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The Office of the Vice Provost for Advances in Learning has released a new weekly e-newsletter with the intention of “provid[ing] faculty perspectives on timely, evidence-based teaching advice,” according to an emailed statement from Peter K. Bol, VPAL’s vice provost.
Earlier this week all teaching faculty received the e-newsletter, titled “Into Practice,” from VPAL. The email, which features Karen Brennan, an assistant professor at the Graduate School of Education, explains Brennan’s process of designing a syllabus and suggests that a course’s syllabus can be used “to introduce students to the course culture.”
The letter grew out of a 2012 HILT grant dedicated to creating a publication for teaching staff at the Graduate School of Education and will be sent weekly to all teaching faculty at the University.
The Office o the Vice Provost for Advances in Learning, which was formed in 2013 shortly after the creation of HarvardX and edX, states its ultimate aim as “[ensuring] that Harvard remains the leader in teaching and learning innovation.”
Next week’s e-letter will highlight Philosophy professor Alison Simmons’ policy toward electronic devices in the classroom.
“Faculty have a lot to learn from each other about teaching,” said Simmons, citing her own experience learning pedagogy from fellow instructors of Humanities 10, a course taught by five professors, last year. “I learned more about teaching…[from] faculty colleagues than in seminars and conferences on pedagogy”
According to Philosophy professor and Chair of the Committee on General Education Edward J. Hall, there are often cultural barriers to providing pedagogical instruction to faculty members.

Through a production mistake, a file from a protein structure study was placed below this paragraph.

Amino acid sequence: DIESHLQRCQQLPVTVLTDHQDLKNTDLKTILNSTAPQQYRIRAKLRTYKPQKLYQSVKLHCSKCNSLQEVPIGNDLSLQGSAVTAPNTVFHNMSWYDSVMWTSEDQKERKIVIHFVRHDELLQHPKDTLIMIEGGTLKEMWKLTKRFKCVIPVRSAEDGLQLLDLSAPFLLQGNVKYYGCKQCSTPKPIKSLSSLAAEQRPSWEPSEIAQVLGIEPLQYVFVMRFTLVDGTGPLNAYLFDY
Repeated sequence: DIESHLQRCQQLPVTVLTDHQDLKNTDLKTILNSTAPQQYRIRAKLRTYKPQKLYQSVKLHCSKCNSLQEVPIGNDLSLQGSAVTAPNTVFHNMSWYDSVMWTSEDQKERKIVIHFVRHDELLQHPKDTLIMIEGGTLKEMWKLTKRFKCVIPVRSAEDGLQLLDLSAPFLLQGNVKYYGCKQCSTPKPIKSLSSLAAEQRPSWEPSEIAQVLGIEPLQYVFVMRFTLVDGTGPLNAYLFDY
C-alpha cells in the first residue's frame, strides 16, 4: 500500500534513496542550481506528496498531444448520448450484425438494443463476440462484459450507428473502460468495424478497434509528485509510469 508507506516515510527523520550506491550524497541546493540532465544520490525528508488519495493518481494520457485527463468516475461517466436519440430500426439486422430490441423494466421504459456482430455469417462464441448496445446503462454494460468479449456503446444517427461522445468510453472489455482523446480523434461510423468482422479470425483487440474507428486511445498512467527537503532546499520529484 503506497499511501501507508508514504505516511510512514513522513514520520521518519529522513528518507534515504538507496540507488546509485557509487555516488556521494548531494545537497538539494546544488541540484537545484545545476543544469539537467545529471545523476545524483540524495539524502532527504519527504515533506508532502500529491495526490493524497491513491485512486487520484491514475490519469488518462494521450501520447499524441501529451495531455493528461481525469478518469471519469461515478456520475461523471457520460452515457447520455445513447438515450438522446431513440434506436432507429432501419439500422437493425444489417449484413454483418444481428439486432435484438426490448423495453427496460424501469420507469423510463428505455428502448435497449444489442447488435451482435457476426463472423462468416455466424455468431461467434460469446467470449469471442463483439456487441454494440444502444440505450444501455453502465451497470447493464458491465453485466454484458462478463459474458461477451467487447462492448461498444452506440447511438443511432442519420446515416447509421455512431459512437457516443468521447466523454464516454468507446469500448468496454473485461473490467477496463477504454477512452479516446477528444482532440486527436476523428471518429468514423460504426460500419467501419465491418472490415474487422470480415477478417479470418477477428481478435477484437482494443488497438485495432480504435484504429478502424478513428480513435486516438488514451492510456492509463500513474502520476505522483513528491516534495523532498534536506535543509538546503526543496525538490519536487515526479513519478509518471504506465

“There’s no mystery about this,” said Hall. “Of course you improve your research over time and you can only do that if you get some kind of feedback... We’ve never been trained to think of our teaching that way.”
Bol said the e-letter, designed to be “brief, friendly, and digestible,” was created with the knowledge that faculty don’t have much time to put toward pedagogical improvements.
“Few of us have opportunities to visit many classrooms, take a HarvardX MOOC, or scan the literature on teaching and learning as we are thinking about a syllabus or lesson plan,” Bol said.
Simmons, similarly, acknowledges that it is “hard to find the time to make use of [VPAL’s resources],” though she reports using the Derek Bok Center for Teaching and Learning frequently.
Hall and Simmons both thought that a more bite-sized approach might yield more faculty engagement with VPAL, though Hall suggested that the percentage of faculty who read any given letter might be low.
“I did not read [the e-letter]. I skimmed it at best,” Hall said. However, the email looked “polished” once it was shown to him.
“[Pedagogical instruction] is there if you look for it,” said English professor Stephen Burt, who also did not remember seeing the e-letter. “Harvard is working hard to have pedagogy resources available… I have no complaints.”
“It’ll probably take a while but the first step is to try to change the norms around teaching so that faculty... think of our teaching... the same way we think about our research,” Hall said.
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